General Chemistry, Sections 1 and 2

u_constr.gif (1145 bytes) (A syllabus from Spring 1998 that is being reworked into the 1999 version)

bulletBackground exam
bulletSyllabus

Background exam is given the second hour of the class.  In my experience the foremost problem in the course is ability to handle comfortably arithmetics, algebra and word problems. Those who have difficulties passing the background test are very likely to struggle during the course. My advice is to drop CHEM 210 right away and take mathematics instead. CHEM 110, in general, will not remedy this problem.

A sample of an old background test:

The original text has been written using T3. Some of the text has been scrambled during the WP/HTML translation.
Background quiz, 13 January 1998
20 questions, 20 points total, 1 point each

Mathematical skills

1. Which of the following gives the answer x = 3?

a) 2x - 7 = x + 6

b) 2.5 x + 3 = 15 - 1.5x

c) 4x + 0.2 = 6.6

d) 5x + 9 = 2x + 30

e) 2.1x +1.3 = 5x - 3

2. Which of the following gives the answer x = 2 - 2y?

a) 3x + y = 27

b) 5x - 2y = 15

c) x + yz = 0.5

d) ax - y = bz

e) 3x + 6y + 4 = 10

3. Which of the following gives the answer y = 1 - 0.5x?

a) 3x + y = 27

b) 5x - 2y = 15

c) x + yz = 0.5

d) 3x + 6y + 4 = 10

e) ax - y = bz

4. Which of the following gives the answer z = !!!!-!?

a) 3x + y - z = 27

b) 5x - 2y = 15 + z

c) 3x + 6y + 4 = 10z

d) x + yz = 0.5

e) ax - y = bz

5. [H+][OH-] = 10-14; [H+] = 10-13. Solve for [OH-].

a) 101

b) 10-13

c) 10-27

d) 1027

e) 10-1

6. Which of the following yields the answer x = - y ?

a) ! + ! = 15

b) ! + ! = 0

c) ! + 3 = y

d) ! + ! = 1

e) ! + !7 = !!!!

7. Substitute the values given into the equation and solve for the remaining unknown:

!!! = 2.0; b=3.0, c=15

a) 10/3

b) 3.0

c) 3/10

d) 2.24

e) 25

8. Substitute the values given into the equation and solve for the remaining unknown:

!!! = 2.0; a2 = 4, b=3.0.

a) 72

b) 24

c) 18

d) 1

e) 9

9. Write an equation to express the following: In 7 years, Tom will be 1.5 times as old as Ann. T stands for Tom's present age, A for Ann's present age.

a) A + 7 = 1.5(T + 7)

b) A + 7 = 1.5T

c) T + 7 = 1.5(A + 7)

d) A + T = 1.5x7

e) 7 + T = 1.5A

10. A bit of multiple choice logic. Only one answer is correct. Which one is it?

a) e) is correct

b) this one is correct

c) b) is correct

d) c) is not correct

e) None of the above

 

11. If 20 % of a class averages 80 % on a test, 50 % of the class averages 60 % on the test, and the remainder of the class averages 40 % on the test, what is the overall class average?

a)     64

b) 60

c) 58

d)     56

e)     54

12. A full container holds 5/8 gallon of liquid. If the container is 4/5 full and then 25% of the liquid is lost due to evaporation, how much liquid is left in the container?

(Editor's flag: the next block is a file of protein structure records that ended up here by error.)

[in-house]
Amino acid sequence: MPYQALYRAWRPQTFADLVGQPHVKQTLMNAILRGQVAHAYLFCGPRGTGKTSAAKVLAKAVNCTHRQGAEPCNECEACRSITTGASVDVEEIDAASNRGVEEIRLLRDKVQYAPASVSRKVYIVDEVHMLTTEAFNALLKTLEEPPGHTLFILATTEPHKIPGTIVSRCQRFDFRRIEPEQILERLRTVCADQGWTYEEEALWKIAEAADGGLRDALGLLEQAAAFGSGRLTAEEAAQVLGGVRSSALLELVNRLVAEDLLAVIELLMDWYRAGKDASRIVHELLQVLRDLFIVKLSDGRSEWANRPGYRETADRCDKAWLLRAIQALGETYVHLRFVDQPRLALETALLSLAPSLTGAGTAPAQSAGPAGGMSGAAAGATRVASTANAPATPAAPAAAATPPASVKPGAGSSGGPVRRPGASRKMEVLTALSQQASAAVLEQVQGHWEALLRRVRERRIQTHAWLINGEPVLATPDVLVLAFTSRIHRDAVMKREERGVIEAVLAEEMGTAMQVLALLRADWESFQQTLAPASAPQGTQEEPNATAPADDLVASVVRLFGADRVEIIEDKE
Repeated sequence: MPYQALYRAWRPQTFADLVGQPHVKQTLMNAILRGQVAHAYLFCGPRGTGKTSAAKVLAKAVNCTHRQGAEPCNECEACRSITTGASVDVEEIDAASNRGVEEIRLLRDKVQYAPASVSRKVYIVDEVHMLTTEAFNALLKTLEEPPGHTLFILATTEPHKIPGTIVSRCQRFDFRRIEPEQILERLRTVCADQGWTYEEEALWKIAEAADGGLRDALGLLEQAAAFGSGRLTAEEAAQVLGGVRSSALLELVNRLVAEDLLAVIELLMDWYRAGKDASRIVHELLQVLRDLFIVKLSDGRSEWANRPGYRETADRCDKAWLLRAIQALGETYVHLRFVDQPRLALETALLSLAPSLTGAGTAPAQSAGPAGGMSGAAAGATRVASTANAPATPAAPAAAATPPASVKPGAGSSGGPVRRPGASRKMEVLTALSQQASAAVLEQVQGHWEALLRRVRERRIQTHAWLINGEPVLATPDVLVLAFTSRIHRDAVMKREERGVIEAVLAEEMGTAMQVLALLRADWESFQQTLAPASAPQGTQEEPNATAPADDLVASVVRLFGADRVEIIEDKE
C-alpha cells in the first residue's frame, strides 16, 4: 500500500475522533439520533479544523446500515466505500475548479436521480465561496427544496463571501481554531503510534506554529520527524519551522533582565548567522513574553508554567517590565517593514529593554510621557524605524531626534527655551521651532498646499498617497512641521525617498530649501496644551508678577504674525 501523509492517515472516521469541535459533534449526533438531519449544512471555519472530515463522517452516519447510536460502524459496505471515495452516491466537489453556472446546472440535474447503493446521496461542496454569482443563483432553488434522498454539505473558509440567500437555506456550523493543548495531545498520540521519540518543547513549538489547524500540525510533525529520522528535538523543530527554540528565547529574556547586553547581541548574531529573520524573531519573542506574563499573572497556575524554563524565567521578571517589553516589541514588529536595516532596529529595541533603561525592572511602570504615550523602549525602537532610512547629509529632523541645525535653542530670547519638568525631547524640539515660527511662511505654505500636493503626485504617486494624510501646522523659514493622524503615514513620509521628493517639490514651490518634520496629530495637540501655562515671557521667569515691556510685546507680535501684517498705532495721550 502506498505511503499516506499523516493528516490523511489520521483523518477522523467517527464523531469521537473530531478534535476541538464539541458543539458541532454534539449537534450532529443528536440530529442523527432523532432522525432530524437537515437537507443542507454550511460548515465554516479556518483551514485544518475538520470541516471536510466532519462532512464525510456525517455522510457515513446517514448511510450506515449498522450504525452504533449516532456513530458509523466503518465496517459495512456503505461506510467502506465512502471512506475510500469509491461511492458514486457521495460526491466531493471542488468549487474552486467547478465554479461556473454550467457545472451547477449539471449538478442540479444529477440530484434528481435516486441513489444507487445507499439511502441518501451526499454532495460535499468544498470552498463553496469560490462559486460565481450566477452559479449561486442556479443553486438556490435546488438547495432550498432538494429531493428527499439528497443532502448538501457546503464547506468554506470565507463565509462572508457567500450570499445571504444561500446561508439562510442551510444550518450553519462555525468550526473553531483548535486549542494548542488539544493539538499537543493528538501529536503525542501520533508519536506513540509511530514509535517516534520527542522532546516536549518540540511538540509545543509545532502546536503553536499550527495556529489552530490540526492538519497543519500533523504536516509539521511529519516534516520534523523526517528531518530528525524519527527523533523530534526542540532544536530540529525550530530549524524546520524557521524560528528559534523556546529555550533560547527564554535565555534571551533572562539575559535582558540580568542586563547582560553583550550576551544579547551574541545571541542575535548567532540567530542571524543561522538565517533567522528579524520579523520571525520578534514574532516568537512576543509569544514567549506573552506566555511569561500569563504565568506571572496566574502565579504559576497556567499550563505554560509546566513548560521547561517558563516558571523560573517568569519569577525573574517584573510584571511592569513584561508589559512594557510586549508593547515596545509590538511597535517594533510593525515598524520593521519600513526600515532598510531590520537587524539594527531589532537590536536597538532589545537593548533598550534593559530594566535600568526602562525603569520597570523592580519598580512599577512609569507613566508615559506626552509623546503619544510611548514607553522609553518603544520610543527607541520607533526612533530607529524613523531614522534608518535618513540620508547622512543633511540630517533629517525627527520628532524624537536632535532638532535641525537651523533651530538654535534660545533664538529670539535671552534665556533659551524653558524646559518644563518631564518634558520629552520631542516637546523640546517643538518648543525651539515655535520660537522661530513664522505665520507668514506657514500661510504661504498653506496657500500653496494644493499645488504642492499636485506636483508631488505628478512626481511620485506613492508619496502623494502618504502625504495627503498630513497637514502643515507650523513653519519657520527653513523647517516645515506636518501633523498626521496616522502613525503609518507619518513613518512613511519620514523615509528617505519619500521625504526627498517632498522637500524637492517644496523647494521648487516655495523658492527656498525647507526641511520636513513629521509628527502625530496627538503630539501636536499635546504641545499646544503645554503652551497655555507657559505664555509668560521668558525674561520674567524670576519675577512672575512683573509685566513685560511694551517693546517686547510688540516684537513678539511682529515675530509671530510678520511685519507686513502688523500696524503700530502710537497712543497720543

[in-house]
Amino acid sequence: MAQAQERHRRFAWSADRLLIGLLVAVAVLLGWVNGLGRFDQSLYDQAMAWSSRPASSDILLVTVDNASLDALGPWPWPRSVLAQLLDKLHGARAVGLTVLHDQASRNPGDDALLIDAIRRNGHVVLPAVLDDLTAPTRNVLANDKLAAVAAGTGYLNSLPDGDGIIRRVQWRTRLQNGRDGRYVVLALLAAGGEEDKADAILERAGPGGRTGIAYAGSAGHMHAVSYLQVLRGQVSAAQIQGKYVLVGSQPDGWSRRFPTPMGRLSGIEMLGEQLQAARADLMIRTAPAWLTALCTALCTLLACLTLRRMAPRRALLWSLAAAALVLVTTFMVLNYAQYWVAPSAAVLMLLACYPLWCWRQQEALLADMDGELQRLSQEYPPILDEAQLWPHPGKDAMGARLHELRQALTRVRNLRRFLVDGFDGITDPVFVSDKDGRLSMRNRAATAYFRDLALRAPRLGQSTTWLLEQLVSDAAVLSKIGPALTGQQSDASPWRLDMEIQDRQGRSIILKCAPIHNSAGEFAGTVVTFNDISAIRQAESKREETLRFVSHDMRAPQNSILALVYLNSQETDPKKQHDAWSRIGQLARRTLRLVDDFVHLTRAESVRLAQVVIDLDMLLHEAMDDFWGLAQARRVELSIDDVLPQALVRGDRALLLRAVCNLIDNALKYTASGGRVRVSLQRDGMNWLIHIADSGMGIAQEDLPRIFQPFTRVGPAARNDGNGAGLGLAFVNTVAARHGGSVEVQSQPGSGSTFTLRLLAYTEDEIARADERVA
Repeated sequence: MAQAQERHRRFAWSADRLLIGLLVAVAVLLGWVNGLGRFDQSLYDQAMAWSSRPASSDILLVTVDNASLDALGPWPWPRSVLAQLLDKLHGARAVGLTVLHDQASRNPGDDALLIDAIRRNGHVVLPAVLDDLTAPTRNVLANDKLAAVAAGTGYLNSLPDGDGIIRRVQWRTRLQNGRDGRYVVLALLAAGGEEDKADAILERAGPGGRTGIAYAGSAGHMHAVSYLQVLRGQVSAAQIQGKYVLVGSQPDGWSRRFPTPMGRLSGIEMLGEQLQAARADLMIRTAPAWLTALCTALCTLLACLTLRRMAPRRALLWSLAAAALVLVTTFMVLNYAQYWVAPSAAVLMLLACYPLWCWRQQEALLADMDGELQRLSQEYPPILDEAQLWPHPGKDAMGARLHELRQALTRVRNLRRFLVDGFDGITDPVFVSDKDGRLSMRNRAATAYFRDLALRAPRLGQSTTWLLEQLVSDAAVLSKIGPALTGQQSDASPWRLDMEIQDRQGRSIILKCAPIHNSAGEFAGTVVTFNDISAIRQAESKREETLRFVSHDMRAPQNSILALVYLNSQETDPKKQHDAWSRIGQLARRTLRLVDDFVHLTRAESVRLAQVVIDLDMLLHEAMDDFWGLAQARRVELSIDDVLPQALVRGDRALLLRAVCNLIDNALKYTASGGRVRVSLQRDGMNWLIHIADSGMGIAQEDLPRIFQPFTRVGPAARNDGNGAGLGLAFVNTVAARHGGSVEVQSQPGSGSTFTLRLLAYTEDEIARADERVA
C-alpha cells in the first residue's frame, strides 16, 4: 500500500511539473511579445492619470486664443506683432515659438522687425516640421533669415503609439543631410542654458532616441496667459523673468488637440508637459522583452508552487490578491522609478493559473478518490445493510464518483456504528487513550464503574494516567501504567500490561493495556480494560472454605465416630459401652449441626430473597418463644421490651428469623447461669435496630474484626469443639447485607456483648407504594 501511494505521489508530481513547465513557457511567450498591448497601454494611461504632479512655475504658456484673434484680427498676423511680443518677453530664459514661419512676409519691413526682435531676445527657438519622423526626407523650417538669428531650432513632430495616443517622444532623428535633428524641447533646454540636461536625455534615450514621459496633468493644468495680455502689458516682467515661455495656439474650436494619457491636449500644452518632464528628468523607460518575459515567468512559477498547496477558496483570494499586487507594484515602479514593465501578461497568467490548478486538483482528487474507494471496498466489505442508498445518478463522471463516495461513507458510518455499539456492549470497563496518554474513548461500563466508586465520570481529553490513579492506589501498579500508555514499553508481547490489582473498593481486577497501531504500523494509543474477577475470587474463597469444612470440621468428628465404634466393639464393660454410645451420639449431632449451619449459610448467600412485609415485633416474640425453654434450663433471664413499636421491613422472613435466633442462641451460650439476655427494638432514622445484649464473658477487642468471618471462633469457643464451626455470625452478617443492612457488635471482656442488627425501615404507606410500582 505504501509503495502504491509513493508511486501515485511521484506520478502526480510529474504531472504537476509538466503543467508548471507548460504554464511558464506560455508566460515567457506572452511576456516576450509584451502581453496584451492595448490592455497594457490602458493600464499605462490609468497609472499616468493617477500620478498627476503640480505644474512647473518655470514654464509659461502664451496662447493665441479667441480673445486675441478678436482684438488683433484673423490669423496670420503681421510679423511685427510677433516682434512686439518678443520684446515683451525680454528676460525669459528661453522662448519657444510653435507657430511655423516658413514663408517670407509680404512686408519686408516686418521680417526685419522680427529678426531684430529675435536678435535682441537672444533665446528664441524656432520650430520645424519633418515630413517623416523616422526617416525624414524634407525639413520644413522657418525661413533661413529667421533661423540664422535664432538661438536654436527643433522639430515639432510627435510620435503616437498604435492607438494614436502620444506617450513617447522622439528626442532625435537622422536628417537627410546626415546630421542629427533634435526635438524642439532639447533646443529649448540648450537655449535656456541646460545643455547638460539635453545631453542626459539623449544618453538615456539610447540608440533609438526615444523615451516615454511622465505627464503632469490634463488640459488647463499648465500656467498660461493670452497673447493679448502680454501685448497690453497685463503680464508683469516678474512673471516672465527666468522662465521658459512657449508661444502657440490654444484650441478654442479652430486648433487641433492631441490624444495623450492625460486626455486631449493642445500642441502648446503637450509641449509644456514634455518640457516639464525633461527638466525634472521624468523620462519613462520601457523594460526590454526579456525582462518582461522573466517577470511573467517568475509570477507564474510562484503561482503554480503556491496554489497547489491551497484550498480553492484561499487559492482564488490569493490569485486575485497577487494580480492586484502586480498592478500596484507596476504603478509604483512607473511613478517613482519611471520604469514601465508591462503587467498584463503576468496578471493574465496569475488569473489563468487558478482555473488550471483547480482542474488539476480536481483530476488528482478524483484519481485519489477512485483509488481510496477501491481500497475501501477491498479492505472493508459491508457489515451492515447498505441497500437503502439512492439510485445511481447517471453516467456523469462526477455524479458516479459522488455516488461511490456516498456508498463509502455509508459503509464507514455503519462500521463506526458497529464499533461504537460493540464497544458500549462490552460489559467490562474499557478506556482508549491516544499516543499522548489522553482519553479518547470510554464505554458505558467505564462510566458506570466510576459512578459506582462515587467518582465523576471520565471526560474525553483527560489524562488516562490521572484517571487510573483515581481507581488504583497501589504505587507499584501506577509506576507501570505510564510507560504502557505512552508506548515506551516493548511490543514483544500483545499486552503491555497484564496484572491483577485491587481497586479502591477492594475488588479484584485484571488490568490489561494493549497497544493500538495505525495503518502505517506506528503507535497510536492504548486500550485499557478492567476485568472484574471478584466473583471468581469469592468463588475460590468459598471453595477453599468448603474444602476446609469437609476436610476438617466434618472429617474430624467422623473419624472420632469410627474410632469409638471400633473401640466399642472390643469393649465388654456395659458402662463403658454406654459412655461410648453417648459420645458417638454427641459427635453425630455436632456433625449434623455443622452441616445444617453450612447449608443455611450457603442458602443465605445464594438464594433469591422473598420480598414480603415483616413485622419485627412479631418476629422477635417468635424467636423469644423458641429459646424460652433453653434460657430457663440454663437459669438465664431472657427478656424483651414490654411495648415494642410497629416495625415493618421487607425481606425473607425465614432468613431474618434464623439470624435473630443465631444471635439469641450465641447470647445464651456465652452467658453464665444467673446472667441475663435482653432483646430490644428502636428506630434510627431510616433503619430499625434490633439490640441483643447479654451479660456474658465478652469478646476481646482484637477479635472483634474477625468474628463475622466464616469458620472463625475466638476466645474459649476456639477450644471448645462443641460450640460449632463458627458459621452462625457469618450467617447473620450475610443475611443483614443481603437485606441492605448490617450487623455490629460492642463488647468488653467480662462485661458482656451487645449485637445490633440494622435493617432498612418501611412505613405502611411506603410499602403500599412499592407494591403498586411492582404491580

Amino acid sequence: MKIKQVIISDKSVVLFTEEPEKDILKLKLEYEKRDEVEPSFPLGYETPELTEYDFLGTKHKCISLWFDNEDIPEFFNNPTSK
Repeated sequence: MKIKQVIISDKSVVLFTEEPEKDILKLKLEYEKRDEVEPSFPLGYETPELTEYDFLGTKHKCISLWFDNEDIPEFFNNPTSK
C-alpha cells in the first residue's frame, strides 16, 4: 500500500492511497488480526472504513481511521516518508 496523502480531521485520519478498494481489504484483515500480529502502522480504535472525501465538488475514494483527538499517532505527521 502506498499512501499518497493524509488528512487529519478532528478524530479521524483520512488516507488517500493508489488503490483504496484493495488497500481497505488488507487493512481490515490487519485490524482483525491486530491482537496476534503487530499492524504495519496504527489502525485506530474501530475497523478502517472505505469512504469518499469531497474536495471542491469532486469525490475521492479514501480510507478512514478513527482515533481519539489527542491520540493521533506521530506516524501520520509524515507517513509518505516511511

a) 1/4 gallon

b) 3/8 gallon

c) 1/2 gallon

d) 5/8 gallon

e) 3/4 gallon

13. In six years, Tony will be twice as old as he was 4 years ago. How old will tony be in 4 years?

a) 12 years

b) 14 years

c) 16 years

d) 18 years

e) 20 years

14. Julie's collection of 50 coins consists of dimes and quarters totaling $ 7.10. How many more dimes than quarters does Julie have?

a) 14

b) 20

c) 22

d) 26

e) 36

15. I have enough money to buy 45 bricks. If the bricks each cost 10 cents less, I could buy 5 more bricks. How much money do I have to spend on bricks?

a) $ 100

b) $ 50

c) $ 45

d) $ 40

e) $ 35

 

16. If i = -1 , simplify !-!-! :

a) !-!!!

b) !-!!!

c) !-!-!

d) !-!-!

e) --!!-

17. It costs $ 100 to produce certain amount of fruit. For how much must the fruit be sold, to realize a 20 % profit of the selling price?

a) $ 80

b) $ 120

c) $ 125

d) $ 135

e) $ 180

18. Five oranges cost three dollars. What is the price of seven oranges?

a) $ 2.17

b) $ 7.00

c) $ 4.20

d) $ 5.30

e) $ 1.05

19. How many three-cent stamps are in a dozen?

a) 4

b) 3

c) 12

d) 36

e) 60

20. Simplify 813/4 :

a) 60.75

b) 108

c) 27

d) 350.5

e) 132860

 

SYLLABUS

CHEMISTRY 210 Section 1 and 2 Fall 1999

08:00-08:50 M, W, F - Section 1
11:00-11:50 M, W, F - Section 2

Faraday 143

 

TENTATIVE LECTURE SCHEDULE

INSTRUCTOR: Dr. Petr Vanýsek; Office, Faraday West 418

OFFICE HOURS: 15:00-16:00 Monday, 15:00-16:00 Wednesday. Other times by appointment. I will help you with your problems but come to see me with questions and problems already at least partially prepared. Do not expect me to give you your own make-up class. Be prepared to share the office or the time with other students.

INSTRUCTOR RESPONSIBLE FOR THE LABORATORIES: Dr. D. Ballantine, Jr., Faraday West 424.

 

DATE CHAPTER/TOPIC

January 12 Ch. 1 The scientific approach

13 Background quiz (math skills, 20 extra points, does not count toward the class average)

14 Ch. 1

15 Quiz 1

16 Ch. 2 The components of matter

Last day to drop the course

No classes the week of 19-23

26 Ch. 2

27 Ch. 2

28 Ch. 2

29 Recitation

30 Test I Chapters 1 and 2

February 2 Ch. 3 Stoichiometry

3 Ch. 3

4 Recitation

5 Quiz 2 Ch. 3

6 Ch. 3

9 Ch. 4 Types of chemical reactions

10 Recitation

11 Quiz 3

12 Ch. 4

16 Ch. 4

17 Recitation

18 Quiz 4 Ch. 5 Gases and the kinetic-molecular theory

19 Ch. 5

23 Ch. 5

24 Recitation

25 Quiz 5 Ch. 6 Thermochemistry

26 Ch. 6

March 2 Ch. 6

3 Recitation

4 Test II Chapters 3-6

5 Ch. 7 Quantum theory

Last day to withdraw from the course

SPRING BREAK

16 Ch. 7 Atomic structure

17 Recitation

18 Quiz 6 Ch. 7

19 Ch. 8 Many-electron atoms

23 Ch. 8 Periodic table

24 Recitation

25 Quiz 7

26 Ch. 8 Structure and reactivity

30 Ch. 9 Chemical Bonds

31 Recitation

April 1 Quiz 8 Ch. 9

2 Ch. 9

6 Ch. 9

7 Recitation

8 Test III Chapters 7-9

9 Ch. 10 Molecular shape